To be perfectly frank, it seems to me that often when young cartoonists say they want critiques what they are really after is praise and flattery and not the honest truth. I believe just about everything worth saying about comics-- and about the entire process of thinking as an artist-- is summed up in those terse words from Toth.

Tuesday, December 12, 2006


The color version of the "Edelmann" drawing. Adhouse is releasing it as a die-cut sticker to coincide with the spring 2007 release of the PULPHOPE book.

Monday, December 11, 2006


I was looking at a lot of drawings by German animator Heinz Edelmann recently, and then drew this. Edelmann's name is not well known but his style is-- he did the Beatles' film YELLOW SUBMARINE. It might be difficult to make out, but the tiny picture taped to the wall at the bottom is Picasso's guitar player (blue period) and a post-it note with the name Su-En Wong.


Coffee is a great power in my life; I have observed its effects on an epic scale. Coffee roasts your insides. Many people claim coffee inspires them, but, as everybody knows, coffee only makes boring people even more boring.

Coffee affects the diaphragm and the plexus of the stomach, from which it reaches the brain by barely perceptible radiations that escape complete analysis; that aside, we may surmise that our primary nervous flux conducts an electricity emitted by coffee when we drink it. Coffee's power changes over time. [Italian composer Gioacchino] Rossini has personally experienced some of these effects as, of course, have I. "Coffee," Rossini told me, "is an affair of fifteen or twenty days; just the right amount of time, fortunately, to write an opera." This is true. But the length of time during which one can enjoy the benefits of coffee can be extended.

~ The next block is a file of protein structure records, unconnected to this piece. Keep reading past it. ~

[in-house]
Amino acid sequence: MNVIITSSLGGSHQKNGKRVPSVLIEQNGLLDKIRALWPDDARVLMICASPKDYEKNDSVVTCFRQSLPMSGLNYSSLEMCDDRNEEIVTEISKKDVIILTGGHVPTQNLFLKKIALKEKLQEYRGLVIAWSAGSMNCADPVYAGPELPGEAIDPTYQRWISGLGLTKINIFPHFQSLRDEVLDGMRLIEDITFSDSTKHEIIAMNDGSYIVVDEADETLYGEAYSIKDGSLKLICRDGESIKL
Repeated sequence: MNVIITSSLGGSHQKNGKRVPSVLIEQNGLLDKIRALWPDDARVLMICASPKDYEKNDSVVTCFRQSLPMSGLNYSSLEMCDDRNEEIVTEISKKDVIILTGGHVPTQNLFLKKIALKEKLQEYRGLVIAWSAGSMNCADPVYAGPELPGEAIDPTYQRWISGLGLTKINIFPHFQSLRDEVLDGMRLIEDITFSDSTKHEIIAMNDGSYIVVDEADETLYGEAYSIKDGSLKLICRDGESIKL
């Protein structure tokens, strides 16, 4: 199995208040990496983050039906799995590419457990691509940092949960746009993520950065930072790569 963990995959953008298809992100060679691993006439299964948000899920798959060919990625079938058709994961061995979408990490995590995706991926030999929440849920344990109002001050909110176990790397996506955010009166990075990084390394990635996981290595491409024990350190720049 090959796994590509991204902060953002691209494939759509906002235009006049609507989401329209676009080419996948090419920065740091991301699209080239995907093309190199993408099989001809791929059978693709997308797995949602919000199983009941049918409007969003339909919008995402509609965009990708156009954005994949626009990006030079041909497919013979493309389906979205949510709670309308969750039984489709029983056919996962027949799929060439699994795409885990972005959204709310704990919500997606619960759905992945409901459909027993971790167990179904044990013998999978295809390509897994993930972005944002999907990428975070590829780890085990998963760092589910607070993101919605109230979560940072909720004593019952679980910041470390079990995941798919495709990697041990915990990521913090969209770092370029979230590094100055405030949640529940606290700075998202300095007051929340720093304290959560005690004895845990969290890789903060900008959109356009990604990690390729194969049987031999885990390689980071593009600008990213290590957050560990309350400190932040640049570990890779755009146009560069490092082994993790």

For a while - for a week or two at most - you can obtain the right amount of stimulation with one, then two cups of coffee brewed from beans that have been crushed with gradually increasing force and infused with hot water. For another week, by decreasing the amount of water used, by pulverizing the coffee even more finely, and by infusing the grounds with cold water, you can continue to obtain the same cerebral power.

When you have produced the finest grind with the least water possible, you double the dose by drinking two cups at a time; particularly vigorous constitutions can tolerate three cups. In this manner one can continue working for several more days.